In honour of Olga Amsterdamska this award will be made for a significant creative collaboration in an edited book or special issue in the broad field of science and technology studies.
Selection will be based on an anthology in the broad field of STS, that through its publication process (such as series of meetings, collective work, etc.) and due to the quality of the volume makes a substantive contribution to the field in terms of originality or impact. In considering nominations, value will be placed on the quality of the editing (as reflected in the quality of the volume as a whole); interdisciplinarity (while not a requirement); and inclusiveness across career stages.
Olga Amsterdamska was lecturer in Science & Technology Studies at the University of Amsterdam for 25 years. She died in 2009 at the age of 55. Following a study of schools of thought in linguistics she focused her personal work on epistemology in biomedicine. She was editor of Science, Technology & Human Values between 1994 and1998. During Olga’s editorship of the journal, the STS community benefitted from all of her core traits as an academic – her open mind and broad vision of the field and dedication to its development, her warm-heartedness and inclusiveness, and her incisive critical thinking and high standards of quality. These were also qualities that Olga brought with her to EASST and 4S meetings through the years and that helped make those meetings the community-building enterprises they have become. She was one of the editors of the third edition of the Handbook of Science and Technology Studies (2007).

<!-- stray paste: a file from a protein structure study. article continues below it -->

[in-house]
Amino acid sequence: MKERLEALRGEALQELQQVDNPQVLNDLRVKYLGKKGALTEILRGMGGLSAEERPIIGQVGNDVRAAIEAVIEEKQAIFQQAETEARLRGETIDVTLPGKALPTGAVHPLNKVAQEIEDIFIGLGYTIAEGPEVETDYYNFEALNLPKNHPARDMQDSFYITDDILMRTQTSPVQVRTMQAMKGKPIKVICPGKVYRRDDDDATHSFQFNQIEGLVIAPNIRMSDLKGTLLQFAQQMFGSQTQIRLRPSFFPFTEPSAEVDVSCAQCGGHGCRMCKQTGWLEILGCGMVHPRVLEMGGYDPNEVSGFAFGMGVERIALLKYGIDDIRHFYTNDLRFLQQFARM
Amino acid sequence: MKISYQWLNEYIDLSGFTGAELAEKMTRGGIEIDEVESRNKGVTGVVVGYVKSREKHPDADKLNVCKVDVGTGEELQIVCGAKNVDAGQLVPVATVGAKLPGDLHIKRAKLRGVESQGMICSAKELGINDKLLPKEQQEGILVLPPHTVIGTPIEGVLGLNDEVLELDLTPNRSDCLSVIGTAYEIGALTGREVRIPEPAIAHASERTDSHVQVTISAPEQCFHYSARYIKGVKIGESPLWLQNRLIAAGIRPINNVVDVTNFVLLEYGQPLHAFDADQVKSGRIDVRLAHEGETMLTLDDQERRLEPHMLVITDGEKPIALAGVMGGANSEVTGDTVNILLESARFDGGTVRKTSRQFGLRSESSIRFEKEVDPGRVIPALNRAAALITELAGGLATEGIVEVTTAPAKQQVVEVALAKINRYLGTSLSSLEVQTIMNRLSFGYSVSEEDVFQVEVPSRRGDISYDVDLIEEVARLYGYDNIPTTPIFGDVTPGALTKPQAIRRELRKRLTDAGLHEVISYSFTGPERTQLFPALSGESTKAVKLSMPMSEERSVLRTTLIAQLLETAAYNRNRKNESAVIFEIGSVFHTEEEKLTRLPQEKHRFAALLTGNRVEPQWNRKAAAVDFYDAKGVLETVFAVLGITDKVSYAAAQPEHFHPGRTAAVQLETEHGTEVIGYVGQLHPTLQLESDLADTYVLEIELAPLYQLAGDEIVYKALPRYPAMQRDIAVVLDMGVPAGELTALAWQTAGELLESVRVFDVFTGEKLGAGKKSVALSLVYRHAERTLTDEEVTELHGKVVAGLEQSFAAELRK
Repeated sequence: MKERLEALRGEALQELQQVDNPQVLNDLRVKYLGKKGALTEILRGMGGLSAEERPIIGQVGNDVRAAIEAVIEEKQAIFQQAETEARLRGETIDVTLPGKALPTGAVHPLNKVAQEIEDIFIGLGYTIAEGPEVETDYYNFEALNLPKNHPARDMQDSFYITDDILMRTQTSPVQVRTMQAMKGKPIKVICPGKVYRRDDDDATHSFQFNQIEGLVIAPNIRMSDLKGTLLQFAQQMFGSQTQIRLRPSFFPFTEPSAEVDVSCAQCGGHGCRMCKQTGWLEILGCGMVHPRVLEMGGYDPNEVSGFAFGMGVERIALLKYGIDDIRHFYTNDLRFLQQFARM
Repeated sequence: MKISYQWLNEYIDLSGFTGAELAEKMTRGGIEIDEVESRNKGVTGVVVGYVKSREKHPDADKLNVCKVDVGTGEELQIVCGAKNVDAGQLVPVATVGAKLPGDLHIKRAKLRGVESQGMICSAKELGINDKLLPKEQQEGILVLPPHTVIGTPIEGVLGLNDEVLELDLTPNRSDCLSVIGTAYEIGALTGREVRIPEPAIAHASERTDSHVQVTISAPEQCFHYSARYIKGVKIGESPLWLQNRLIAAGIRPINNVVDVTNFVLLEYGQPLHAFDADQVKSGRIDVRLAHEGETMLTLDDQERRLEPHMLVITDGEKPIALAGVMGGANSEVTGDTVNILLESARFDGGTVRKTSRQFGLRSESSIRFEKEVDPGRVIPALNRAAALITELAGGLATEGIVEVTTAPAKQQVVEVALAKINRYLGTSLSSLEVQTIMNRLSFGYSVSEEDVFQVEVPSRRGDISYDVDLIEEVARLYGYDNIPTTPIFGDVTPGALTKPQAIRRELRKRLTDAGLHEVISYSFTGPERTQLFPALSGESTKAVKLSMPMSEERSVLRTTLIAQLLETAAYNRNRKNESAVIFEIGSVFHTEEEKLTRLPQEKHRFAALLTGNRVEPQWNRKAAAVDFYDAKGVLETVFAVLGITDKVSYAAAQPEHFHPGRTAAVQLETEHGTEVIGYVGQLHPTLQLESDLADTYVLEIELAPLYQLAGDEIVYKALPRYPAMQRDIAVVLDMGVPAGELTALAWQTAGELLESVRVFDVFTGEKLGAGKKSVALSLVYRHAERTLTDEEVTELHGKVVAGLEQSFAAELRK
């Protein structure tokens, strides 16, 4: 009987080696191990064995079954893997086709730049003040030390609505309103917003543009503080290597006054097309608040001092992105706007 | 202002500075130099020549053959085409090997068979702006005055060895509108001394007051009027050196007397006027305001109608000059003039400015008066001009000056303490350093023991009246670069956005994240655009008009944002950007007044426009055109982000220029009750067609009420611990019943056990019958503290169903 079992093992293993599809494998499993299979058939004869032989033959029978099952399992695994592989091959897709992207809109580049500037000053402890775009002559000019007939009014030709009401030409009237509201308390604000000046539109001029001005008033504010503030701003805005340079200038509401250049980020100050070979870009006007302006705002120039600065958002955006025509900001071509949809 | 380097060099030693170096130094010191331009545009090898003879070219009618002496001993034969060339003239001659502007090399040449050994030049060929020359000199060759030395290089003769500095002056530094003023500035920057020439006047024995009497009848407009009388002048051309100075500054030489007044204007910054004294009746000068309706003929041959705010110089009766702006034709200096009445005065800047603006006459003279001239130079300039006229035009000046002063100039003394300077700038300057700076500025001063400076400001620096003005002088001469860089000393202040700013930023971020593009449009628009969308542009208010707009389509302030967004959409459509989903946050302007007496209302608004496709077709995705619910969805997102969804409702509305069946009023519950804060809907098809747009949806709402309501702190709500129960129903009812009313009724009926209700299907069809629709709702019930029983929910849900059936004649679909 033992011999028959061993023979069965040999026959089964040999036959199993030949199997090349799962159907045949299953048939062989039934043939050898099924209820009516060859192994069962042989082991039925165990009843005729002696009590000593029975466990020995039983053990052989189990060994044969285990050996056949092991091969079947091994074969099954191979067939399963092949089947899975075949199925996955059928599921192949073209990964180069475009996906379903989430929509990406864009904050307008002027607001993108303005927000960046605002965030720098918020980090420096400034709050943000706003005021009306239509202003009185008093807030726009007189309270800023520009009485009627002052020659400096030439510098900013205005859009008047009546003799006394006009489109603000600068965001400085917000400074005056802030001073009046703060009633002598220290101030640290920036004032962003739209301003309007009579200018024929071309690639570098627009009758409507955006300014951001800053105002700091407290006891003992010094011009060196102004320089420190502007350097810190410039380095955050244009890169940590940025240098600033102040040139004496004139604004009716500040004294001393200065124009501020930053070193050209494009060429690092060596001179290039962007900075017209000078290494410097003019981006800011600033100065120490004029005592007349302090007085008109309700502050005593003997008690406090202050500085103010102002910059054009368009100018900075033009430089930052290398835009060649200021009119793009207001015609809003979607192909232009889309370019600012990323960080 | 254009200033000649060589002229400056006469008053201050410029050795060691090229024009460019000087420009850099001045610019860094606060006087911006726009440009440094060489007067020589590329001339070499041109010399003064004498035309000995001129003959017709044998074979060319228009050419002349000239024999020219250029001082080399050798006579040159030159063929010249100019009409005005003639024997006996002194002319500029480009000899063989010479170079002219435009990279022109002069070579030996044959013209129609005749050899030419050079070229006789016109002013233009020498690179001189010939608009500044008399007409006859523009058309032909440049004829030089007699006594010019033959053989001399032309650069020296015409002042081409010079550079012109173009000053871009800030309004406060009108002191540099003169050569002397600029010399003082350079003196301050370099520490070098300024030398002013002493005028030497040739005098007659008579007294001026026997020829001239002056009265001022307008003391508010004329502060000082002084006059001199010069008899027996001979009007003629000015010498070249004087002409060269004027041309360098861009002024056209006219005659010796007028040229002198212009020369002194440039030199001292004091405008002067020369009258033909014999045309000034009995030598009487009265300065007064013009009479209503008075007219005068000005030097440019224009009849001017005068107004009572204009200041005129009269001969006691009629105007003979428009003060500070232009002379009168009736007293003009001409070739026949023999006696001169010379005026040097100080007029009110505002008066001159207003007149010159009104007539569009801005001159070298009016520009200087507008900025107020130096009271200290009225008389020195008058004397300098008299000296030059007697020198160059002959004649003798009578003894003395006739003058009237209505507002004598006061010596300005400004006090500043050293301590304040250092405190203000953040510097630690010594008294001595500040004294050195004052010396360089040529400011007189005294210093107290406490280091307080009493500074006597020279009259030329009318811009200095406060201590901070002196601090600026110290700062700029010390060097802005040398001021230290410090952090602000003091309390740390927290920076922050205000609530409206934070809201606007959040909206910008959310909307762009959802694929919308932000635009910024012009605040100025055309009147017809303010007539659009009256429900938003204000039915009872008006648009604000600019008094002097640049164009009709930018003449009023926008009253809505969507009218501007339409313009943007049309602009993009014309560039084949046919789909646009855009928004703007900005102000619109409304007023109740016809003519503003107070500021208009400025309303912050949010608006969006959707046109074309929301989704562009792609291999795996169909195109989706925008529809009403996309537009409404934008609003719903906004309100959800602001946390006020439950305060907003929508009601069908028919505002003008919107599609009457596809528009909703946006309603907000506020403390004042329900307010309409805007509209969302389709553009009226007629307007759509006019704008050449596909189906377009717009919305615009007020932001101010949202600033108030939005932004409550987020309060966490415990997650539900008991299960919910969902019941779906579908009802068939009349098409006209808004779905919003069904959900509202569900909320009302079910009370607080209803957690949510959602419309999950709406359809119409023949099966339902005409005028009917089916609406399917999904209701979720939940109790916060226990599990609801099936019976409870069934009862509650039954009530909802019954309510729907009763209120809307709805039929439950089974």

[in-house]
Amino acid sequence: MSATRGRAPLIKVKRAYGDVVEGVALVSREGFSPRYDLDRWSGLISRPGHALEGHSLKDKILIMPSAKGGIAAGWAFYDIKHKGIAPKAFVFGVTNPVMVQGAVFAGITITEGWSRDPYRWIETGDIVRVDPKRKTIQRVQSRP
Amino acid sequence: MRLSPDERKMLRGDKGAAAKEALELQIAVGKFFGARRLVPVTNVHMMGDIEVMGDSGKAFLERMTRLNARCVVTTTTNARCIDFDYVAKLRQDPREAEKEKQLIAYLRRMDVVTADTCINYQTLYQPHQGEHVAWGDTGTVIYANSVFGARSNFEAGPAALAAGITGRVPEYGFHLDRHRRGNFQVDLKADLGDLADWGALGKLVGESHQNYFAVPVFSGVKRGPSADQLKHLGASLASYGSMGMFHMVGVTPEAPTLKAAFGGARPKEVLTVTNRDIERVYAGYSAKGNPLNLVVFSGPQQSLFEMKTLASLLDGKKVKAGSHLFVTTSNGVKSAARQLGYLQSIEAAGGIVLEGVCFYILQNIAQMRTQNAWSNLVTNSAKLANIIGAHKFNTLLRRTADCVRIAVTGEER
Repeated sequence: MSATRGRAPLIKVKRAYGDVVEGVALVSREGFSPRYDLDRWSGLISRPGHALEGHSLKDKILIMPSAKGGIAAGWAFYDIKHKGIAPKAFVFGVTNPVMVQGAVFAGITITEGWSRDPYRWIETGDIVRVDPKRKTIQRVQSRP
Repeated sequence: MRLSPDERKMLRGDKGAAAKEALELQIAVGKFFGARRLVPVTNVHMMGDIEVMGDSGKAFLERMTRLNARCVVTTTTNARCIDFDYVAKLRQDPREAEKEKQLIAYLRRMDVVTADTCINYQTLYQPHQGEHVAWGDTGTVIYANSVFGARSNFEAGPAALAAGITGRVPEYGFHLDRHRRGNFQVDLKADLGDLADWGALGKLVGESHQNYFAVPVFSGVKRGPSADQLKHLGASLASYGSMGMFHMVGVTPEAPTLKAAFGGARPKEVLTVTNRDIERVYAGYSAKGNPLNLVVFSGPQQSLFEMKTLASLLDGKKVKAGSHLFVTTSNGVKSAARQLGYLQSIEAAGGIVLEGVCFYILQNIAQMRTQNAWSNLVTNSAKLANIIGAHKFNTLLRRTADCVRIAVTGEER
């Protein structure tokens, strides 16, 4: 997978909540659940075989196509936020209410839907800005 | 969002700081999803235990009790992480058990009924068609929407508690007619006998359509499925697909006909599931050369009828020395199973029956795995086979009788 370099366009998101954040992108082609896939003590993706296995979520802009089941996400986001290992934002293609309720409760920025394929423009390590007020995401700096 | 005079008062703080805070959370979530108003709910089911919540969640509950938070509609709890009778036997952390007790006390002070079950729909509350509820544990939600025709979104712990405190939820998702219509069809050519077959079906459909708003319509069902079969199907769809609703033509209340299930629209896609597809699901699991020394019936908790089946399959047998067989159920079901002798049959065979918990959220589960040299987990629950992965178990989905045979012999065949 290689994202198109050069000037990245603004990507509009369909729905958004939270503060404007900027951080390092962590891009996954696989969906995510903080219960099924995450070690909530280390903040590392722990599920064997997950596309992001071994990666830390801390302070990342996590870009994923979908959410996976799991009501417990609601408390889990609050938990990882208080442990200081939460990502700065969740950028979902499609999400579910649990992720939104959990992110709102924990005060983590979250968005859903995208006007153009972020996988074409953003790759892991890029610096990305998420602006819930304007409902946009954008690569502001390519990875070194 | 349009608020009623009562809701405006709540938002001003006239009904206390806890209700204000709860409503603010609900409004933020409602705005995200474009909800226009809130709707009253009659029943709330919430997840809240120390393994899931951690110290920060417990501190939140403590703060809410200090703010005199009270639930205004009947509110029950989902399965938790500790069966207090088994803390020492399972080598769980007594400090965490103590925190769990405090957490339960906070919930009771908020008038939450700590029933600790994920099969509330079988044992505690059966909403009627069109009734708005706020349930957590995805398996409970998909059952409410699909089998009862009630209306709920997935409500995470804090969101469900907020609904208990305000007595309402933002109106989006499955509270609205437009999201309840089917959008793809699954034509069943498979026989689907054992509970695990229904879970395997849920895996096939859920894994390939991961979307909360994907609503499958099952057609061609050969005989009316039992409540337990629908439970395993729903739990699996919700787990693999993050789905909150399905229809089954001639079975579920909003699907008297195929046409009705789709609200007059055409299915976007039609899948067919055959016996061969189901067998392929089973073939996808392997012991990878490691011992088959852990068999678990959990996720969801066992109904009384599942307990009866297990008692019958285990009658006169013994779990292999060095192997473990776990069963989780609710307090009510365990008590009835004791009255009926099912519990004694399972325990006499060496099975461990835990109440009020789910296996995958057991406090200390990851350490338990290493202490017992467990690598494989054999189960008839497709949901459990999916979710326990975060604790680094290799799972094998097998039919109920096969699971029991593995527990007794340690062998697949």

In honour of Chris Freeman this award will be made for a publication which is a significant collective contribution to the interaction of science and technology studies with other disciplines or areas of study.
Selection will be based on originality and the successful development of interdisciplinary theories, concepts or empirical descriptions. Consideration will be given to the publication process (such as series of meetings, collective work, etc.) as well as the publication itself.
Chris Freeman was Professor of Science Policy at the University of Sussex for over 20 years and also with the University of Limburg for many years. He died in 2010 at the age of 88. An economist by background, he produced many highly influential works addressing the dynamics of innovation and the Schumpeterian analysis of long waves of technological change. He also wrote on the social and political aspects of science. He was a founder of the major research centres SPRU and MERIT and was the founder and long standing editor of the journal Research Policy. An internationalist in outlook he was a key promoter of PAREX, a European collaboration in the history and social studies of science that was the direct forerunner of EASST. A modest yet inspiring figure he was renowned for his warm enthusiasm and supportiveness for all who shared a genuine interest in science, technology and society, whatever their background. He was deeply committed to social change for a more just and sustainable world.
In honour of John Ziman this award will be made for a significant innovative collaborative activity to promote public interaction with science and technology.
This could involve, for example, a forum or discussion community, or an interface with non-academic users. Selection will be based on originality and influence alongside collaboration and/or wider participation.
John Ziman had a distinguished career as a theoretical physicist and was elected a Fellow of the Royal Society in 1967. He died in 2005 at the age of 79. His book on the social dimensions of science – Public Knowledge, was published in 1967 and marked the first of a series of influential studies of science as a collective human endeavour. In the mid 1980s he joined the Department of Social and Economic Studies at Imperial College, London and set up the Science Policy Support Group for the Economic and Social Research Council. He was actively involved in a variety of initiatives concerning the social responsibility of science. John Ziman was a key figure in the formation of EASST and was its President from 1983 – 1986. He was an avid promoter of initiatives at the public interface of science and was an eloquent and witty commentator on the popular understanding of science.